Also known as the Urubamba Valley, the Sacred Valley of the Incas is nestled in the Peruvian Andes, around 20 kilometers to the north of Cusco. It stretches around 100 kilometers east to west along the Urubamba River, from the Incan ruins of Pisac to the UNESCO World Heritage Site of Machu Picchu. The Urubamba River was known in Quechua as Willkamayu, which translates as “Sacred River”, and is fed by tributaries cascading down the surrounding valleys and gorges.
The Inca took control of the region from various ethnic groups from around 1,000 to 1,400 AD and the Sacred Valley is believed to have been favored for its low elevation compared to other nearby areas. This resulted in warmer temperatures for the growth of maize which was used to make the fermented drink of chicha for religious festivals and ceremonial feasts. To counteract the seasonality of rain (with the majority falling during the wet season from October to April), the Incas also built extensive irrigation systems throughout the valley.
The Incan ruins which remain now draw thousands of tourists a year, particularly to the so-called “Lost City” of Machu Picchu. Many come to trek the Inca Trail which takes in the breathtaking landscapes of the Sacred Valley over four days, arriving at the famous Sun Gate of Machu Picchu for sunrise. But numerous other archaeological sites also dot the valley and there are plenty of lesser-known trails to soak up this spectacular destination.
Things to do in The Sacred Valley Peru
Shop at the Sunday market in Pisac
Located in the foothills of the Sacred Valley around 30 kilometers from Cusco, Pisac is renowned for having the most impressive Incan terraces in the Andes. The Pisac Archaeological Park includes a hilltop citadel with ancient temples, plazas and the Intihuatana sundial, together with magnificent views across the Quitamayo gorge. But for most visitors, it’s the Pisac Market that is the biggest allure, held each Sunday in the main plaza and packed full of traditional handicrafts and colorfully dressed locals.
Attend the Inti Raymi festival at Sacsayhuaman
Situated on the outskirts of Cusco, the ancient citadel of Sacsayhuaman is an easy half-day excursion. This UNESCO World Heritage Site was originally built by the Killke culture around 1,100 AD but was expanded and added to by the Inca from the 13th century. Particularly impressive are its dry stone walls which were constructed from huge stones and carefully cut so that they fit together perfectly, without the use of mortar. It’s here that the annual Inti Raymi festival takes place to honor the Sun God, accompanied by colorful costumes and traditional dancing.
Spend a night (or two) in Ollantaytambo
Set on the banks of the Urubamba River beneath soaring mountains, Ollantaytambo is famed for its Incan fortress ruins and once served as the royal estate of Emperor Pachacuti. It’s entered through the Punku Punku gate, with immense stone terraces cascading down the hillside and an impressive Sun Temple and Princess Baths fountain. The surrounding village still features its Inca-era grid of cobblestone streets and adobe buildings, with an excellent choice of restaurants and accommodation making it a popular launching base for the Inca Trail.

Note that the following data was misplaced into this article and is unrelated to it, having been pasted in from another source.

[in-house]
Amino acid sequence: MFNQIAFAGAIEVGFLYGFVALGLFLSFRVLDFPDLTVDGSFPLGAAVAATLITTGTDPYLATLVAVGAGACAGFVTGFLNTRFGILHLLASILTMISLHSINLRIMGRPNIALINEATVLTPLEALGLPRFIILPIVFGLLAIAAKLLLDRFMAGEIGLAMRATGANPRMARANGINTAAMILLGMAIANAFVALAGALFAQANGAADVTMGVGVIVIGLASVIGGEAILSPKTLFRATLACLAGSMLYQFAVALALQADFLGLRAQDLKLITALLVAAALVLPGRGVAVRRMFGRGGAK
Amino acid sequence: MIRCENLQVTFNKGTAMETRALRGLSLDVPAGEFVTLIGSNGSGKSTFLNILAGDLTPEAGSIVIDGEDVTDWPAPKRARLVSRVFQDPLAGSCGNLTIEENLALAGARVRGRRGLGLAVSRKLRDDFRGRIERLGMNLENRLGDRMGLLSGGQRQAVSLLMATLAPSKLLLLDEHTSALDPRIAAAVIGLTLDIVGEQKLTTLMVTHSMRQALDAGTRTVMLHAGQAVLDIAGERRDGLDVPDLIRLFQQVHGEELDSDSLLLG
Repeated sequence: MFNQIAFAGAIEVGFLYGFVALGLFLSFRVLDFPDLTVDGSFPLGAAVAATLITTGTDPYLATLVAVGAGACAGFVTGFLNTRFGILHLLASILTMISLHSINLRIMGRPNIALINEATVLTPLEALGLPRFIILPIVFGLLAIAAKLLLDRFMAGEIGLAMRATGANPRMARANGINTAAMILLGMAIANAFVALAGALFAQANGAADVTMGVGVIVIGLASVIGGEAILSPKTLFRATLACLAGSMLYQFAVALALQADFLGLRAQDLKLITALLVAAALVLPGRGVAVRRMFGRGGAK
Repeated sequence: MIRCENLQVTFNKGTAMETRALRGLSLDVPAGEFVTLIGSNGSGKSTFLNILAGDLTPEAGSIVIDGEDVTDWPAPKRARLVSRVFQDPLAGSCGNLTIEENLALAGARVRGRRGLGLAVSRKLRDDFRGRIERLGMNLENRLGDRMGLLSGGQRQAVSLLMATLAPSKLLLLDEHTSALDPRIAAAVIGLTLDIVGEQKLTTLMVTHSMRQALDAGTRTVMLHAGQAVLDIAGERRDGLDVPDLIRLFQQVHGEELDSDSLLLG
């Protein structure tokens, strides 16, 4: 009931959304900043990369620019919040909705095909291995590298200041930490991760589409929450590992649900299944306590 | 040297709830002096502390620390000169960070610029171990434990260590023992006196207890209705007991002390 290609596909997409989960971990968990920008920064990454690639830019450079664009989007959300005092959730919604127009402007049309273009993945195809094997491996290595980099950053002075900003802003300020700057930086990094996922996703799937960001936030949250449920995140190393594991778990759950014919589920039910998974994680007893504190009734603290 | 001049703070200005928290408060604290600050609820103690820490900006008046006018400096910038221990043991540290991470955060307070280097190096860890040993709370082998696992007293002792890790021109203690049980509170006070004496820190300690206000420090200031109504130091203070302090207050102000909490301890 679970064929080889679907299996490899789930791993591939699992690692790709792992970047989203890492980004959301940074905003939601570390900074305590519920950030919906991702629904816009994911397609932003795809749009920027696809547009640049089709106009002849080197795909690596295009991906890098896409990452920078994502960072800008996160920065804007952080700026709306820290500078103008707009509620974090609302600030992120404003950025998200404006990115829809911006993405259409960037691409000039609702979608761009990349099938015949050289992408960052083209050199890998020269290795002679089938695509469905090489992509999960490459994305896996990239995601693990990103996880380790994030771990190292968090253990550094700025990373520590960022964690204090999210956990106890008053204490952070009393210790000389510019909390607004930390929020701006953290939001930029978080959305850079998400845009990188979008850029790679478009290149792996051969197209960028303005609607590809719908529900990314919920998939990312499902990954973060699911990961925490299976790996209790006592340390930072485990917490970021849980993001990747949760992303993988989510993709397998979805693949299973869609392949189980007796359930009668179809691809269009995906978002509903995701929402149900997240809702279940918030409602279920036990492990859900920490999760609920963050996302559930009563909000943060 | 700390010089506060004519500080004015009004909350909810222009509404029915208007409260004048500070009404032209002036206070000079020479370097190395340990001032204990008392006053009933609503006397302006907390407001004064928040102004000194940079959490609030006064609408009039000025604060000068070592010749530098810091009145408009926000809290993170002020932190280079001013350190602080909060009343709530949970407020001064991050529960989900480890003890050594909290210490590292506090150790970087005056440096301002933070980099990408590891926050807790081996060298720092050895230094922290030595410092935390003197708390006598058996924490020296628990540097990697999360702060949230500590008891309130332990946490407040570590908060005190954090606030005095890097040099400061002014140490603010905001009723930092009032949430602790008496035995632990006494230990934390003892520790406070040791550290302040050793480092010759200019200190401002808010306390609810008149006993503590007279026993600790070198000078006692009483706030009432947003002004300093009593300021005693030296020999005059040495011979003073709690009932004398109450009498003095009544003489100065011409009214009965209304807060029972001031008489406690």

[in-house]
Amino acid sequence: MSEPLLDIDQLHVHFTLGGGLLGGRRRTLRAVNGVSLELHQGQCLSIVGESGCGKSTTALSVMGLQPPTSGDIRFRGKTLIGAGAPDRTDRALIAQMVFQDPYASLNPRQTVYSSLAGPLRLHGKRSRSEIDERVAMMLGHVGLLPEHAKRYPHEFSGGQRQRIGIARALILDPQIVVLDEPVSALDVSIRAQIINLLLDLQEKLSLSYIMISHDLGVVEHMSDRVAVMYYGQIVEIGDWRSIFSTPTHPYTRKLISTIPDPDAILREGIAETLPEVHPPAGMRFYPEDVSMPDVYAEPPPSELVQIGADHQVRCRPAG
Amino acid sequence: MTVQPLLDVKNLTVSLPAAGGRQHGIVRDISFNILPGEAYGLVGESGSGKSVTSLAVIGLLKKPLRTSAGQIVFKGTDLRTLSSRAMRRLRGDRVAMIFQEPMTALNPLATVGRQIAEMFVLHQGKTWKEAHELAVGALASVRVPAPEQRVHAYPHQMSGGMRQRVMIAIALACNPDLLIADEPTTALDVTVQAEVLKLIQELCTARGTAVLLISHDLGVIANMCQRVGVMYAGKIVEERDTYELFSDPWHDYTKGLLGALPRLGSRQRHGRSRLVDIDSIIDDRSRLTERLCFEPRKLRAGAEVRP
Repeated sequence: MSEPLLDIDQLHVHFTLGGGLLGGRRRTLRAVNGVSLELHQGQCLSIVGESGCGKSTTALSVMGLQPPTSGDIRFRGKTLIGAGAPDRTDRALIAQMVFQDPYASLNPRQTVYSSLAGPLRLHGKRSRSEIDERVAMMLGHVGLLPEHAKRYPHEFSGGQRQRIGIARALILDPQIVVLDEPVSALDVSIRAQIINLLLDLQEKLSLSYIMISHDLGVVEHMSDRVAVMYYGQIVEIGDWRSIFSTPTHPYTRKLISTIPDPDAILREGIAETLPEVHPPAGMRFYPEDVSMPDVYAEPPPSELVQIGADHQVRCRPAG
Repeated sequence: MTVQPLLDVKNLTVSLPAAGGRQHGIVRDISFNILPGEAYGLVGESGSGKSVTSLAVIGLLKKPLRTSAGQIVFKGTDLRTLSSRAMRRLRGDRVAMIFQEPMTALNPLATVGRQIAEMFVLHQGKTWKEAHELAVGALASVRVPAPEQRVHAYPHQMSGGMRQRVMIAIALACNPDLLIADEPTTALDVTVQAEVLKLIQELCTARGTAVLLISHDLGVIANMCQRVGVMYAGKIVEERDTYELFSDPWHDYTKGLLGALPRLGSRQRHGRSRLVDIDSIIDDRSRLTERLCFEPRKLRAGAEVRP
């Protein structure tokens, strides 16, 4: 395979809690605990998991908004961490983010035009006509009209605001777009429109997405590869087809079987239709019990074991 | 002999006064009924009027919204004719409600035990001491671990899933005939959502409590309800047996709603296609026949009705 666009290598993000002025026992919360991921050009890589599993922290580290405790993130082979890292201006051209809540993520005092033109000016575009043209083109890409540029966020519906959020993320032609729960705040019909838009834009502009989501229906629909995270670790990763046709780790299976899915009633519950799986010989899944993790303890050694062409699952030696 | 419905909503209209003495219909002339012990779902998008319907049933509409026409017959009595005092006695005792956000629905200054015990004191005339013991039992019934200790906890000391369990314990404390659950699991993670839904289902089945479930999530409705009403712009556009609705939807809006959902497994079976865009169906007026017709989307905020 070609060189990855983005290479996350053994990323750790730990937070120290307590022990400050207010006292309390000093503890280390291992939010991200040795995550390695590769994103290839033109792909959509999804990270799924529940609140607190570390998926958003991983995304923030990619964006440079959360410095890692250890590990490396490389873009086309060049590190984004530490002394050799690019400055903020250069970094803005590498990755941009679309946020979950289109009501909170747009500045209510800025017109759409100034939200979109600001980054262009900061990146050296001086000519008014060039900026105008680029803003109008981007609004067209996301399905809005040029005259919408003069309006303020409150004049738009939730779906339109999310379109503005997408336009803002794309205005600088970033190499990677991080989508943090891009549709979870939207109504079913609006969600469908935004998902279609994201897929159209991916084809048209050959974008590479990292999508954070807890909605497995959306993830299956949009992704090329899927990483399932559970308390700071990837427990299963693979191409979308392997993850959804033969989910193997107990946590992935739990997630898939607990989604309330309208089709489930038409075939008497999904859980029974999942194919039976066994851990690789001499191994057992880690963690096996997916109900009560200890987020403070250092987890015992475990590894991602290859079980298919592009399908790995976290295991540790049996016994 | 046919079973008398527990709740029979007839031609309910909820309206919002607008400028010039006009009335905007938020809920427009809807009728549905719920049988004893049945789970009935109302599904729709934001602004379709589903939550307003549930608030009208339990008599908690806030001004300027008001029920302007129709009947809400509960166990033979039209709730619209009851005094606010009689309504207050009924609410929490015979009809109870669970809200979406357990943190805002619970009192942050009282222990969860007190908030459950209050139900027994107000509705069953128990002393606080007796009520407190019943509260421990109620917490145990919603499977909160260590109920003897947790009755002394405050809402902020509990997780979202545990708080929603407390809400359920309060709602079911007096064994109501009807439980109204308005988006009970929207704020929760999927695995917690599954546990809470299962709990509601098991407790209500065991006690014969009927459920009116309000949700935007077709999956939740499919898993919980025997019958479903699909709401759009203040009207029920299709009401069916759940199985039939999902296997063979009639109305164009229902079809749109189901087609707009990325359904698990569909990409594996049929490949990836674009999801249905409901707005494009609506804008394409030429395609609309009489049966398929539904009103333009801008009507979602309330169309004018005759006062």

Trek to the Salt Mines of Maras
Located around 40 kilometers north of Cusco is the town of Maras, famed for its salt mines which have been exploited since Inca times. Thousands of salt pools cover the canyon hillside which descends to the Rio Vilcanota, with mules often seen carrying sacks of natural salt which have been extracted. The town of Maras was once noted for its large Jesuit community and beautifully carved doorways once belonging to priests can still be seen today.
Horseback ride to the ruins of Moray
Just to the west of Maras is the ancient Inca archaeological site of Moray, with its concentric agricultural terraces set on a high plateau. It’s a popular spot to reach on horseback, with spectacular views across the snow-capped Urubamba Mountains which serve as a backdrop.
Wander the ruins of Qenko
Just a few kilometers outside of Cusco is the archaeological complex of Qenko, comprised of two sites which once served as an Inca ceremonial center. The “Great” which lies at the base of the road leading from Sacsayhuaman to Pisac features a stone altar where rituals and sacrifices are believed to have been conducted and a large amphitheater which houses a mysterious upright rock. The “Small” stands just to the west and includes the remains of high walls, although much has been destroyed.
Witness the water features of Tambomachay
Comprised of aqueducts, canals and waterfalls, Tambomachay, or El Baño del Inca (“Bath of the Inca”), is believed to have been a center of Inca worship in honor of water. It shows the progressive thinking of Incan engineers, perhaps serving as a military outpost or as a spa resort for the Incan elite.
Explore the UNESCO World Heritage Site of Machu Picchu
No visit to the Sacred Valley would be complete without a visit to Machu Picchu…no matter how you do it! You can ride the train to the town of Aguas Calientes which lies below Machu Picchu then get a bus up the steep road to its entrance, hike the famous Inca Trail to watch the day’s first rays illuminate the site from the Sun Gate, or opt for one of the lesser-known, multi-day treks which wind through the Sacred Valley’s villages and Incan ruins en route.
Machu Picchu was built in the 15th century in what is a truly breathtaking setting, high above the Sacred Valley, and was recently voted one of the New Seven Wonders of the World. It’s worth visiting as part of a guided tour to really appreciate the stone masonry (without the use of mortar) and the astronomical alignment of its buildings. It managed to remain undiscovered by Spanish conquerors and only became known to the outside world in 1911 due to the work of American historian Hiram Bingham.